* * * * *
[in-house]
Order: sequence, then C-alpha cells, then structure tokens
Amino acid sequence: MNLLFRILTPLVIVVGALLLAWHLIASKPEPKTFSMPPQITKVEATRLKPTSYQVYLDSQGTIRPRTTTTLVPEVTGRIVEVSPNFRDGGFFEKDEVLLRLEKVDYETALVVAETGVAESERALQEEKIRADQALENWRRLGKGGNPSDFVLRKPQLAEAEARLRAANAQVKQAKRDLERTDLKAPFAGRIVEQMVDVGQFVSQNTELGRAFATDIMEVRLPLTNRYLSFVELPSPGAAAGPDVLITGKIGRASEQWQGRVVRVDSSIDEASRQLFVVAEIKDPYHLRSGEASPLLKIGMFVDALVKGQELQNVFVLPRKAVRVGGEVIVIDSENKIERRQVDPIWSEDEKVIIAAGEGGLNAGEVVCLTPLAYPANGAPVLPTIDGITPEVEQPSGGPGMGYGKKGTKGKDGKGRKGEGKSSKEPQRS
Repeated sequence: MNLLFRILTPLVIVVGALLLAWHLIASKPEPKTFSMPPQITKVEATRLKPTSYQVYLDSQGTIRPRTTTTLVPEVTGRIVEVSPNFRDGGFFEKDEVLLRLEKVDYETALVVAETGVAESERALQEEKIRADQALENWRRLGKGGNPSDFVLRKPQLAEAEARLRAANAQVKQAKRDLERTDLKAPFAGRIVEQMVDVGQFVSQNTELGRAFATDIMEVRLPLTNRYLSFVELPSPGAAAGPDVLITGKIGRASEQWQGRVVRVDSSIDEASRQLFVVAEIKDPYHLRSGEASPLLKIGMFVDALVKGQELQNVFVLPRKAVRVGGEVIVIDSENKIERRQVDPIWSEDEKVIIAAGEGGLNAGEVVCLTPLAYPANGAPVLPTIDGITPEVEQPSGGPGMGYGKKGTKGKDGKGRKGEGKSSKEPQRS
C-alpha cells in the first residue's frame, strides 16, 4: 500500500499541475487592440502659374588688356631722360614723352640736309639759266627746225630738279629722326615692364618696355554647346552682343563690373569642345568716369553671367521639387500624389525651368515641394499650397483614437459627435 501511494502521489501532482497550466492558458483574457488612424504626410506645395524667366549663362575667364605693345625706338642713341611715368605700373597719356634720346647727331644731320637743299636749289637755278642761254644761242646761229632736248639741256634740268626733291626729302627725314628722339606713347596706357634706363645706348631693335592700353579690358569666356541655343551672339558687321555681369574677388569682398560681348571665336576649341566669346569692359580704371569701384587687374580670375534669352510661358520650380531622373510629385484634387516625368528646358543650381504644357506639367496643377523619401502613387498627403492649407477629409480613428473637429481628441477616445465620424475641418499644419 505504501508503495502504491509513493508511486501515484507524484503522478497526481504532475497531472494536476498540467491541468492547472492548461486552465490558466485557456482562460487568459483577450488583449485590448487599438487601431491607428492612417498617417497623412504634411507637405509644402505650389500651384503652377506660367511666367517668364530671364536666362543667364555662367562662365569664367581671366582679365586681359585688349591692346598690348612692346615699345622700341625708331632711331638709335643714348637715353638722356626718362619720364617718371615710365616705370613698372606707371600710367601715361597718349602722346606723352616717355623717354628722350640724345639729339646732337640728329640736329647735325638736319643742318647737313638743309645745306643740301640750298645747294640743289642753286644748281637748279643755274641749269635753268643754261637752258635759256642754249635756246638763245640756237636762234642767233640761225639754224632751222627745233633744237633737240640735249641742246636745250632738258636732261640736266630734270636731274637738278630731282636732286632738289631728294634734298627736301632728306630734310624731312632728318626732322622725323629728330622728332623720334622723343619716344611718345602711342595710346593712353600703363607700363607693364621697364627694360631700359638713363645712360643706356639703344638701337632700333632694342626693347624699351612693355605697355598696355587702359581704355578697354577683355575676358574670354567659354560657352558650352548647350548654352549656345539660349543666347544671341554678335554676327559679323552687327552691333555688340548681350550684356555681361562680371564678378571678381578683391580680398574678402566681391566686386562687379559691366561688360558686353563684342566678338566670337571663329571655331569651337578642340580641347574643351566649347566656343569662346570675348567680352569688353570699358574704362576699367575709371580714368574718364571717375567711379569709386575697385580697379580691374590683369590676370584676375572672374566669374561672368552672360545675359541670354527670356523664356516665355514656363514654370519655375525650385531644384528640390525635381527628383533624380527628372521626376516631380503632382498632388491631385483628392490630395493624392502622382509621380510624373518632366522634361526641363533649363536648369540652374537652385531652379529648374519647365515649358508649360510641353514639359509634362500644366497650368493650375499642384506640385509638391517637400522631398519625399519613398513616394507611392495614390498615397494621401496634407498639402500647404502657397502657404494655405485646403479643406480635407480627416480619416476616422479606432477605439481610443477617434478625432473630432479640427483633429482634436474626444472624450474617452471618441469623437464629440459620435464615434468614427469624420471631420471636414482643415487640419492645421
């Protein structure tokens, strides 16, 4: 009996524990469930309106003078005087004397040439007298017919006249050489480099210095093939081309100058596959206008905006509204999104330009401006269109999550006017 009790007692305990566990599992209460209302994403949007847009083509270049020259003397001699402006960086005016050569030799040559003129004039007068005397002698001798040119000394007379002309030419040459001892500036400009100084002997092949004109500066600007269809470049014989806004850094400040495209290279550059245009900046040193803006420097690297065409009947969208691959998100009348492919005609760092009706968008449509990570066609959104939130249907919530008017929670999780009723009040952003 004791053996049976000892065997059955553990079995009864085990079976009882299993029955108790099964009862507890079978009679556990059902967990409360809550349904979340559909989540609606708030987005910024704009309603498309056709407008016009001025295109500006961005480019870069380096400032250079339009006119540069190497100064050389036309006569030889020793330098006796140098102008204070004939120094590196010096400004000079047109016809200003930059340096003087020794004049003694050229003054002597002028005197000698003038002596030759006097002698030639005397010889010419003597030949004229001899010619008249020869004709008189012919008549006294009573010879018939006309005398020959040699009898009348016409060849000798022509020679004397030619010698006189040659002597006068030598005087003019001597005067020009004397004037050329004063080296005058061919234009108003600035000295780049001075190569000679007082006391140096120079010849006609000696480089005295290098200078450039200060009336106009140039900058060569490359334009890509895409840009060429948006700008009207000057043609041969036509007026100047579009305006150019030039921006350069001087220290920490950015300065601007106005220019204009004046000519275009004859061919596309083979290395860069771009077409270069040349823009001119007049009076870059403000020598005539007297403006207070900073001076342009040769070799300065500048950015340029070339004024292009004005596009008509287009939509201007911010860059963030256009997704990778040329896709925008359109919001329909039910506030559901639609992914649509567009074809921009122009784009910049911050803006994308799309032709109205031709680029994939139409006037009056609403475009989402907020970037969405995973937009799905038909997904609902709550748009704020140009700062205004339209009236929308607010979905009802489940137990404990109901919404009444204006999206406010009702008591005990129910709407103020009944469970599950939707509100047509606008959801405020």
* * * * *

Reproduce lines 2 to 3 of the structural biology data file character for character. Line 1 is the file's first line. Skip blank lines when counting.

Order: sequence, then C-alpha cells, then structure tokens
Amino acid sequence: MNLLFRILTPLVIVVGALLLAWHLIASKPEPKTFSMPPQITKVEATRLKPTSYQVYLDSQGTIRPRTTTTLVPEVTGRIVEVSPNFRDGGFFEKDEVLLRLEKVDYETALVVAETGVAESERALQEEKIRADQALENWRRLGKGGNPSDFVLRKPQLAEAEARLRAANAQVKQAKRDLERTDLKAPFAGRIVEQMVDVGQFVSQNTELGRAFATDIMEVRLPLTNRYLSFVELPSPGAAAGPDVLITGKIGRASEQWQGRVVRVDSSIDEASRQLFVVAEIKDPYHLRSGEASPLLKIGMFVDALVKGQELQNVFVLPRKAVRVGGEVIVIDSENKIERRQVDPIWSEDEKVIIAAGEGGLNAGEVVCLTPLAYPANGAPVLPTIDGITPEVEQPSGGPGMGYGKKGTKGKDGKGRKGEGKSSKEPQRS